Our own capabilities for producing frontline ships, submarines, aircraft, tanks and so on will continue to lie in the domain of the public sector, and this is the area in which we must concentrate. These facilities can absorb transfer of technology more easily as they already have basic know-how and reasonably well-established expertise. There is a mistaken view in some quarters that foreign vendors will find it easier to collaborate with companies in our private sector, but experience thus far belies that belief. They may do so only if they have controlling interest in these companies for which the limitation of 49 per cent in will not suffice.

It is also highly unlikely that private sector manufacturers will undertake investments where the returns are not commensurate with the interests of their shareholders, making cost of product an inhibiting consideration.

In short, the need is to focus on critical areas of force level and critical technologies where desired inputs are not easily available. As far back as 1994, then Prime Minister Narasimha Rao ordered the constitution of a high-level group of experts under the chairmanship of Abdul Kalam, head of the Research and Development Organisation (DRDO), which was tasked to identify measures necessary to convert the then existing 70:30 import/indigenous mix of military hardware to 30:70 in the next ten years. It says something for the difficulty and complexity of this task that, 20 years down the line, the 1994 dependency remains unchanged.

As a desirable long-term goal, is not an issue with which anyone can disagree. What is debatable is the manner in which we should try to reach that objective. A practical step-by-step approach, recognising both capabilities and constraints, is more likely to see move in that direction than assumption of skills that do not exist or of expectations that are unlikely to be met.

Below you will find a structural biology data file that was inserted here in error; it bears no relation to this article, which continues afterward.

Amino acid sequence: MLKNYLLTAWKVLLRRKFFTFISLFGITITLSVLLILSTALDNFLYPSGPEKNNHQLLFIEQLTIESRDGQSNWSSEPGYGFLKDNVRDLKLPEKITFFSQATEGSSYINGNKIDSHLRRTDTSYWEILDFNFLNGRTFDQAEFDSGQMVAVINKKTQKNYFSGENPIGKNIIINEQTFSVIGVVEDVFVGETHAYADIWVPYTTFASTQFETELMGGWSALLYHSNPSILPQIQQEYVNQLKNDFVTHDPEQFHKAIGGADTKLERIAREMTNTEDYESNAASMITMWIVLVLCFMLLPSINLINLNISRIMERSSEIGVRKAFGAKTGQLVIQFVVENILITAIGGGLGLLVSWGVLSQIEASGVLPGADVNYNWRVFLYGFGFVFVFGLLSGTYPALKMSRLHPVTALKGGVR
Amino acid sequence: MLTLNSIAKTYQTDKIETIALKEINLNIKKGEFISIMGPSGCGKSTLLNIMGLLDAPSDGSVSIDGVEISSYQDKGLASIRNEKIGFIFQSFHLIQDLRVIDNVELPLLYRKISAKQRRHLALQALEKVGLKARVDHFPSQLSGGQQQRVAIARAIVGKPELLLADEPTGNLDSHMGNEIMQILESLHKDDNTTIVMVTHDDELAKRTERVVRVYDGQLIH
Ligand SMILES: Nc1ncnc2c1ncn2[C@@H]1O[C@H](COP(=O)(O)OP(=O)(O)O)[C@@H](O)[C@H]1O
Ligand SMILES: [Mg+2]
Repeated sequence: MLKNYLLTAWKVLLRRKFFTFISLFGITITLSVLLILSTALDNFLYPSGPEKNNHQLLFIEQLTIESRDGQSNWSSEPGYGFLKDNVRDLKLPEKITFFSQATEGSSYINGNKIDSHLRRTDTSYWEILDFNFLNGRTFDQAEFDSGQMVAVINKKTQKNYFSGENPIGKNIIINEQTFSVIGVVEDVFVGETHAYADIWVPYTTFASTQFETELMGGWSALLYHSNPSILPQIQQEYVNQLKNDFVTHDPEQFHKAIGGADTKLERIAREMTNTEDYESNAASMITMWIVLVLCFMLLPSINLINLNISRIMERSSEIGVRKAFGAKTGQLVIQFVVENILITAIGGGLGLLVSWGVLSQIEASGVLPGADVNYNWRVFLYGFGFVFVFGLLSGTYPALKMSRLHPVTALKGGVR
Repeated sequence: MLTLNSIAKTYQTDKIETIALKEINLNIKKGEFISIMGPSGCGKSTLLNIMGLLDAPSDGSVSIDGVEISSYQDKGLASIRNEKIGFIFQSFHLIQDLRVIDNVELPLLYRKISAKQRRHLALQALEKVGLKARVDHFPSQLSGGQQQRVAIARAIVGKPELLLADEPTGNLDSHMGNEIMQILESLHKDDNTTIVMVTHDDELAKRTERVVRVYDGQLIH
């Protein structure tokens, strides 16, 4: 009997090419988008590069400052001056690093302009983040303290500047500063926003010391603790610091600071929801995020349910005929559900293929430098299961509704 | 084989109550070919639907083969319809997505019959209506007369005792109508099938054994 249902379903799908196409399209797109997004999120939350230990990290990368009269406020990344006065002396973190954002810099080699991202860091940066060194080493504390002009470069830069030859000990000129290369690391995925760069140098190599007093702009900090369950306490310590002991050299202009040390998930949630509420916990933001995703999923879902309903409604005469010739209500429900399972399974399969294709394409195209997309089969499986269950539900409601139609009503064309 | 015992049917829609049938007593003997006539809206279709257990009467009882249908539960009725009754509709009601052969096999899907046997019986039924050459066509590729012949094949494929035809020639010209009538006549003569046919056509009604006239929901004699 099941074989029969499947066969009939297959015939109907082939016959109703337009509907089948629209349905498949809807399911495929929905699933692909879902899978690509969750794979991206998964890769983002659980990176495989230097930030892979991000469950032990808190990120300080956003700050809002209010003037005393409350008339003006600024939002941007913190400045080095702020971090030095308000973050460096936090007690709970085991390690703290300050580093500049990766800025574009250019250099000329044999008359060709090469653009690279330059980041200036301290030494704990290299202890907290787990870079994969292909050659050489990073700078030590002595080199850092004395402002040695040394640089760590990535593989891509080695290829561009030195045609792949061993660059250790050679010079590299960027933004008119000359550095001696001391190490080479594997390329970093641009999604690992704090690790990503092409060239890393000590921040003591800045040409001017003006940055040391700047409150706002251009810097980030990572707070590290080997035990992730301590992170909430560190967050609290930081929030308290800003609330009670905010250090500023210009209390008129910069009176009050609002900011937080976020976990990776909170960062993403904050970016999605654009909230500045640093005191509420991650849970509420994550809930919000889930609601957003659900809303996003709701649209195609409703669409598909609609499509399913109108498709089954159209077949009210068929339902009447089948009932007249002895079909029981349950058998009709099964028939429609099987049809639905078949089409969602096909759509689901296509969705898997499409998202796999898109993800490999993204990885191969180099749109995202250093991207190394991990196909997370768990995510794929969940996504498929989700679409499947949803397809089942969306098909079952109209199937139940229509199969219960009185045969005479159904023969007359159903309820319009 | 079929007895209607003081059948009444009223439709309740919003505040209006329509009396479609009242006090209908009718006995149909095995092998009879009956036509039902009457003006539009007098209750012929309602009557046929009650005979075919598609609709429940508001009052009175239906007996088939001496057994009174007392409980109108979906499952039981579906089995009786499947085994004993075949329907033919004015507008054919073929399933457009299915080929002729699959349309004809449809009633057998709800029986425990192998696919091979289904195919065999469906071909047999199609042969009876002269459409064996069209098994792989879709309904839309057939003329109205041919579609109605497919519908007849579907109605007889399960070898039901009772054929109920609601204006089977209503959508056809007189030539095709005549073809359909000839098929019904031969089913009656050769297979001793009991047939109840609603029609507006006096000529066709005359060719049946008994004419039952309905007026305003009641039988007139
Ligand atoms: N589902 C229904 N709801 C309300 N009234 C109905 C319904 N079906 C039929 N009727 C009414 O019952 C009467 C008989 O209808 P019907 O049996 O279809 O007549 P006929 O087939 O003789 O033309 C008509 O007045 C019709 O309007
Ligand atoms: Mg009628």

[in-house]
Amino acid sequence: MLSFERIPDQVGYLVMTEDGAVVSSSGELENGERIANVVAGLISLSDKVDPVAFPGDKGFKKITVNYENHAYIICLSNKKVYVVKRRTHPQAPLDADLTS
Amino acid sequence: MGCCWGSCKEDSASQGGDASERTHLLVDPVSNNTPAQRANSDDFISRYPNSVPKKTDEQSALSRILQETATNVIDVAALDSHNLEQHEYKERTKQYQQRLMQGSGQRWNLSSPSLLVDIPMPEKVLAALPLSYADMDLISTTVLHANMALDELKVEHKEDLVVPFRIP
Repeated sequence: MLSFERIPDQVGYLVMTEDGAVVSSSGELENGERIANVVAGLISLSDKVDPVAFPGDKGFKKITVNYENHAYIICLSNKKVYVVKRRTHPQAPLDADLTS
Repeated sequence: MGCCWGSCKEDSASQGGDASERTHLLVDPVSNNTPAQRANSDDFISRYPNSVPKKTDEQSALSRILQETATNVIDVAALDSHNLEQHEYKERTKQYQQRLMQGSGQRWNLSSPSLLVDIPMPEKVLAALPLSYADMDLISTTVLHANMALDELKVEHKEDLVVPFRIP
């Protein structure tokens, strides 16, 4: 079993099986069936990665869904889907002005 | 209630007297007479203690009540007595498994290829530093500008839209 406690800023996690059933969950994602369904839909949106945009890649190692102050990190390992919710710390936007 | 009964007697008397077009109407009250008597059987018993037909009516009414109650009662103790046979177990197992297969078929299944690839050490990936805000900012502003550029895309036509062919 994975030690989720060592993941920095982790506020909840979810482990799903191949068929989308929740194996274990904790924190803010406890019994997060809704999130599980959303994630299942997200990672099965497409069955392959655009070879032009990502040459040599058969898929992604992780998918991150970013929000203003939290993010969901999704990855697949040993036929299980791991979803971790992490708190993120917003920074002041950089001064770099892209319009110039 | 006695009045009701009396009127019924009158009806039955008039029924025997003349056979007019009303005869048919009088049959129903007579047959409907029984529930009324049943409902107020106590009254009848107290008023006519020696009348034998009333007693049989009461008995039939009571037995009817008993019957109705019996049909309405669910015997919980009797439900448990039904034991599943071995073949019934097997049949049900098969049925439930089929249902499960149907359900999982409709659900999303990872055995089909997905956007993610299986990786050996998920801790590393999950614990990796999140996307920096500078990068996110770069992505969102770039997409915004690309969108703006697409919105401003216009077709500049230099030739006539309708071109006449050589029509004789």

The writer was member of the Task Force on Higher Management constituted by the government in 2000. He has also served on the National Security Advisory Board
image
Business Standard
177 22

Premvir Das: For defence, "Make in India" deserves more thought

Government procurement requires skills that do not exist and capacity that has not been created

Recent reports indicate that the government has approved proposals, all long pending, which will lead to indigenous manufacture of submarines and assorted other military equipment at an estimated outlay of about Rs 80,000 crore. Follow-up action to identify those who can manufacture these, to negotiate with them, to get them to upgrade their facilities, to contract and equally important, to finalise the foreign collaborator, are not issues that can be resolved easily, no matter what the intent. It will take several years before any of these projects, the submarines in particular, will see the light of day. It has been claimed that orders issued some months ago to allow up to 49 per cent in would facilitate this entire process; but that, at best, may just turn out to be a pious hope.